One of the rationales for the U.S. going to war in both Afghanistan and Iraq was to bring democracy to the Middle East. The citizens of both countries have been able to exercise their civil rights under governments established by the U.S. and its allies. Yet in both countries the minority Christian populations find themselves under attack and the Obama administration, like its predecessor, does not seem to be very concerned. Here is an interview of Mindy Belz, an editor at World Magazine, on Afghan Christians being jailed for their faith and facing the possibility of execution. (Running time: just over 10 minutes.) In Iraq, the Christian population has plummeted from 1.5 million before the invasion to under 700,000 today as Islamic radicals have targeted the Iraqi church with terroristic acts and many Christians have fled. In the 90's, the U.S. fought to protect European Muslims from ethnic cleansing. Our military has helped establish a government in Iraq that would include all the factions of the Muslim majority. Yet, according to Mindy Belz, if there was a coordinated attack upon Iraq's Christian minority that becomes a genocide, the U.S. has no plans to intervene. Read the article here from Gene Veith. From the Touchstone Magazine blog: after terrorist attacks against Christians in Egypt, who has mustered the courage to serve as human shields protecting Coptic Christians at their Christmas services? Egyptian Muslims. At least some people see Christians as worth protecting. And these brave Muslims have none of the resources available to our government to provide protection to Christians. All they have is themselves and they are willing to put their all on the line.
I did not know that like the Chinese government, the Iranian government allows state sanctioned Christian Churches to function under strict government supervision. And like Chinese Christians who desire to worship God without their government telling them how to do so, Iranian Christians have begun worshipping at House Churches. This past Christmas day, the Iranian government moved against the House Church movement, arresting 70 Christians. According to this article from World Magazine, this represents a major escalation in government suppression of Christian activity in Iran.
Chinese Christian lawyer and human rights activist Gao Zhisheng has defended the rights not only of Christians but of other religious groups as well, such as the Falun Gong. For this, he has been arrested by the Chinese government and undergone torture that even he cannot completely describe. His family and associates have also undergone incredible persecution. Here is an article from Christianity Today Liveblog which quotes a letter from Gao describing what he has endured. CT Liveblog also links to a forward to a book written by Gao describing the humanly unendurable persecution he, his family and his associates have undergone. If this article doesn't motivate you to pray for persecuted everywhere, your heart must indeed be very hard.
Speaking of China, Christianity Today posted an interview today with Republican Presidential candidate and self described Evangelical, former MN governor Tim Pawlenty. He was asked how he would deal with China's human rights abuses if he were elected. His response: China owns most of our debt so we had better pay our bills before we speak up for the persecuted. Here are his exact words:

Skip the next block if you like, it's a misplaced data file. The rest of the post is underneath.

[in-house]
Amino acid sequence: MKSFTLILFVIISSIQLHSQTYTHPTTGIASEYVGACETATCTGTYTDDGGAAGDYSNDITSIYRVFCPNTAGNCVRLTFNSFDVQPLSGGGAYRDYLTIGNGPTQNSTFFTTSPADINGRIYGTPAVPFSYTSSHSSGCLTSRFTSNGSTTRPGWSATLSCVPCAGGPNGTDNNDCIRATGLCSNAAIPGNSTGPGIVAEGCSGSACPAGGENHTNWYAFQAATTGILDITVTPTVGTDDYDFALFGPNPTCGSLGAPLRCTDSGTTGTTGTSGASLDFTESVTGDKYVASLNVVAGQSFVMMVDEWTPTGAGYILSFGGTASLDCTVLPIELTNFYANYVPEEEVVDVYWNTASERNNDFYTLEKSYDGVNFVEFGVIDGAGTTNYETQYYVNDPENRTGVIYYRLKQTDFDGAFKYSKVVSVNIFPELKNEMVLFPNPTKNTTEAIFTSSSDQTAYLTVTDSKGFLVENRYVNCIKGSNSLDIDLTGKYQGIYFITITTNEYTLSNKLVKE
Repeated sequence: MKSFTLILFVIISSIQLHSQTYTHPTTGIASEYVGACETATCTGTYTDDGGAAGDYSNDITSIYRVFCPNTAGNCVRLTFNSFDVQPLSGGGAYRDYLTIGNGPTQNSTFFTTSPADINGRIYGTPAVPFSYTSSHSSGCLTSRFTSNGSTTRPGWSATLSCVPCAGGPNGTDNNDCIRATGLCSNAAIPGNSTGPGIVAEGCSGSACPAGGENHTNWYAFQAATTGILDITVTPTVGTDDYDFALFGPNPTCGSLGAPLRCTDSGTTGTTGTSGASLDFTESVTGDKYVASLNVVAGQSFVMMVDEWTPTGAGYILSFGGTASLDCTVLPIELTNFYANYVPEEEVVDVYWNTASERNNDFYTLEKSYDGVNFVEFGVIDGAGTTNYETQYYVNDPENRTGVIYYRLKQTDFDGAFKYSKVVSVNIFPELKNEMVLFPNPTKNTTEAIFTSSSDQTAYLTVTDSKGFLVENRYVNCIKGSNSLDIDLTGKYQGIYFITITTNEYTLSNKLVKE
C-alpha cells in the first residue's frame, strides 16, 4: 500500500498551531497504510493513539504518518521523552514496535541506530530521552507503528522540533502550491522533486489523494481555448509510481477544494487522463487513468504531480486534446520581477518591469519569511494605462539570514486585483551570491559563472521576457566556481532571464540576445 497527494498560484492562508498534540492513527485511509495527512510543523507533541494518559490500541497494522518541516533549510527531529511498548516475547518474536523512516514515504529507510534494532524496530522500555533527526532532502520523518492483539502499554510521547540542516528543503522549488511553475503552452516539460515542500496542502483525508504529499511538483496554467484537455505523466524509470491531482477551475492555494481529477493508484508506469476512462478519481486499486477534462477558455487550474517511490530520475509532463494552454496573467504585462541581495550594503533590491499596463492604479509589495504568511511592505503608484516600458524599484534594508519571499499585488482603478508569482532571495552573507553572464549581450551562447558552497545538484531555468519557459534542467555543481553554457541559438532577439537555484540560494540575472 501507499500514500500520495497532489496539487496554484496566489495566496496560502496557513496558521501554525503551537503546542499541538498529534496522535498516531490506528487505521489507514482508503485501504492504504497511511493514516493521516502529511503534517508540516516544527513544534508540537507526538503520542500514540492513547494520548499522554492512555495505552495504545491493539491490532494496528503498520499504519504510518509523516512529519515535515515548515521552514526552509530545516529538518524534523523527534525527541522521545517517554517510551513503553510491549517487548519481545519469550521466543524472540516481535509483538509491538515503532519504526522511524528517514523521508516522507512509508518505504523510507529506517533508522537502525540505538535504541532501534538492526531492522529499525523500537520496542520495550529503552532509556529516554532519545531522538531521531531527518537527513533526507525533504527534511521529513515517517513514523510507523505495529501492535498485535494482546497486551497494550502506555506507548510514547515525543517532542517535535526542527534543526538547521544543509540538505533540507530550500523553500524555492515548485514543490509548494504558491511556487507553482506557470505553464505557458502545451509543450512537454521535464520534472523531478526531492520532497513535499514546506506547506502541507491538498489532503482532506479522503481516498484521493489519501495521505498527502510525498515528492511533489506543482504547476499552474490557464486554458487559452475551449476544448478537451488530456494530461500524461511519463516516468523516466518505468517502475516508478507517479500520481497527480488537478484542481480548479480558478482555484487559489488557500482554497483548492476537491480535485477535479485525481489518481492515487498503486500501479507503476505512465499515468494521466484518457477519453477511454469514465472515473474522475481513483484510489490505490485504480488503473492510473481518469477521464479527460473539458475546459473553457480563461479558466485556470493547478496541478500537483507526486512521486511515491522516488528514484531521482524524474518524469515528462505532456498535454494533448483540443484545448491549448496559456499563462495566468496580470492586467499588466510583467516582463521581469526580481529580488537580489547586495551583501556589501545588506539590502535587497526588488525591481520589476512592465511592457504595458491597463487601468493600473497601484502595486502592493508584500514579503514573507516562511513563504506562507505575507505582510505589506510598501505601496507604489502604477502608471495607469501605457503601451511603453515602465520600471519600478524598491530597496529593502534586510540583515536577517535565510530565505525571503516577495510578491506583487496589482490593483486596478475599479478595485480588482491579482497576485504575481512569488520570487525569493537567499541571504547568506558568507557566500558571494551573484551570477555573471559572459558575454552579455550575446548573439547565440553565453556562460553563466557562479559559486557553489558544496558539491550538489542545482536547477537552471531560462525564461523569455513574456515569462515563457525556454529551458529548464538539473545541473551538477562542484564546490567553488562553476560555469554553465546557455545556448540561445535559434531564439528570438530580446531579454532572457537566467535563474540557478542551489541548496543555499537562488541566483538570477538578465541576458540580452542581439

"First of all, we should get our finances in order. China has so much leverage over us, and it's hard to tell off your banker. We've given them too much leverage over our economy, which diminishes our ability to speak with the right kind of moral authority and authority in general on other matters. We need to speak consistently about our values as a people, and that includes religious respect and the ability for people to worship freely. We've got to get our own house in order if we're going to be an effective voice on how other countries should change."
So Pawlenty thinks that bad fiscal policy makes it bad policy to speak for the persecuted? And that if one country has us over a barrel, we should remain silent concerning those being tortured by that country? Pawlenty's answer is just as contemptible as Obama's "paygrade" remark concerning abortion.
The government of Bhutan is a small country wedged between China and India. This Buddhist nation has a Christian minority of about 6,000 persons. The government is about to legalize Christianity, but like China and Iran, legalization comes with strings attached. Like China and Iran, only those Churches sanctioned by the state can legally worship. No doubt, the most devout Christians will secretly worship in House Churches, which will trigger government persecution. Will the U.S. speak out against such persecution? Not if we elect "conservative evangelical" Pawlenty to the White House. Bhutan's Christians will first have to wait for President Pawlenty to get our bills paid. The article linked to above is from the CT mag. blog.
Let's not think that persecution against Christians is entirely a non-western reality. While Christians are not thrown into jail for worshipping the Triune God (not yet), the secular state tries to make Christian worship a private matter in which the rights of Christian conscience do not affect public policy. Here are two articles on government attacks on the Home Schooling movement, one from the CT Liveblog concerning Germany, and one from World Net Daily concerning the U.S. (Thanks to a friend on Facebook for posting this link. I don't know if my friend wishes to be cited.)